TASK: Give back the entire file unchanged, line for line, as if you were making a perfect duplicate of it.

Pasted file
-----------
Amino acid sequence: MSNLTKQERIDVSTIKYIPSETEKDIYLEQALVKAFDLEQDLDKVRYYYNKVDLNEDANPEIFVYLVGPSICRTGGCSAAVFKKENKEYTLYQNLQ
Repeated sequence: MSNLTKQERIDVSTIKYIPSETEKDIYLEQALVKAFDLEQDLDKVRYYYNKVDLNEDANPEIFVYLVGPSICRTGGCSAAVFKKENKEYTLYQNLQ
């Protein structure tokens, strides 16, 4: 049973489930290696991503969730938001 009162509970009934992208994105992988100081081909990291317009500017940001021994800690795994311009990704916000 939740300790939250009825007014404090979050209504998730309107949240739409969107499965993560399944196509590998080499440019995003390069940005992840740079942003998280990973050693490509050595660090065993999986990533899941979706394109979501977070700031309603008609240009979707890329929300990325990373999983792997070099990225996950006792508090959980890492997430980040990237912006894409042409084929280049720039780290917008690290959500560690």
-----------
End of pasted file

Amino acid sequence: MSNLTKQERIDVSTIKYIPSETEKDIYLEQALVKAFDLEQDLDKVRYYYNKVDLNEDANPEIFVYLVGPSICRTGGCSAAVFKKENKEYTLYQNLQ
Repeated sequence: MSNLTKQERIDVSTIKYIPSETEKDIYLEQALVKAFDLEQDLDKVRYYYNKVDLNEDANPEIFVYLVGPSICRTGGCSAAVFKKENKEYTLYQNLQ
């Protein structure tokens, strides 16, 4: 049973489930290696991503969730938001 009162509970009934992208994105992988100081081909990291317009500017940001021994800690795994311009990704916000 939740300790939250009825007014404090979050209504998730309107949240739409969107499965993560399944196509590998080499440019995003390069940005992840740079942003998280990973050693490509050595660090065993999986990533899941979706394109979501977070700031309603008609240009979707890329929300990325990373999983792997070099990225996950006792508090959980890492997430980040990237912006894409042409084929280049720039780290917008690290959500560690």